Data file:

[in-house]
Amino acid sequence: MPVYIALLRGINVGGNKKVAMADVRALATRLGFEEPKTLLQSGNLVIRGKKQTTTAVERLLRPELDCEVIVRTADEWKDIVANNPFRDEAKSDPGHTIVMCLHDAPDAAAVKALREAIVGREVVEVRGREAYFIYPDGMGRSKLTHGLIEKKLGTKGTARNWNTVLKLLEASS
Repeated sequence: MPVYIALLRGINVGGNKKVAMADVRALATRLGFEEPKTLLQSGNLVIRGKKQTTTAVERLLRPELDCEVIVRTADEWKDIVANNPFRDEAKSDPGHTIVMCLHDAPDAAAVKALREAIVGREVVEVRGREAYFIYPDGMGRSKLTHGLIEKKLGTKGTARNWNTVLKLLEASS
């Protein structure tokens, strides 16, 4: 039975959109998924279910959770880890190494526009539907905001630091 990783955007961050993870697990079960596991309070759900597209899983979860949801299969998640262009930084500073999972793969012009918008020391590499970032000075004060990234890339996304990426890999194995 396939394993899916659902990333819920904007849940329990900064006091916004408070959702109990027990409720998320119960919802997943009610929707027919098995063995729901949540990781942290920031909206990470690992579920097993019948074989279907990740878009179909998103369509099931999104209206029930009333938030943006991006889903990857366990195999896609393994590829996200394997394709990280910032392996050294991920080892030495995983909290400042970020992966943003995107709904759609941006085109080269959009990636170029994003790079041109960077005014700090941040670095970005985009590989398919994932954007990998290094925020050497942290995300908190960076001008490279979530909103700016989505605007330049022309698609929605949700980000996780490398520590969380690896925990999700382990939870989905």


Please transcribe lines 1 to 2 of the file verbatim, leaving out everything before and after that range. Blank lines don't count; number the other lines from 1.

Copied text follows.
[in-house]
Amino acid sequence: MPVYIALLRGINVGGNKKVAMADVRALATRLGFEEPKTLLQSGNLVIRGKKQTTTAVERLLRPELDCEVIVRTADEWKDIVANNPFRDEAKSDPGHTIVMCLHDAPDAAAVKALREAIVGREVVEVRGREAYFIYPDGMGRSKLTHGLIEKKLGTKGTARNWNTVLKLLEASS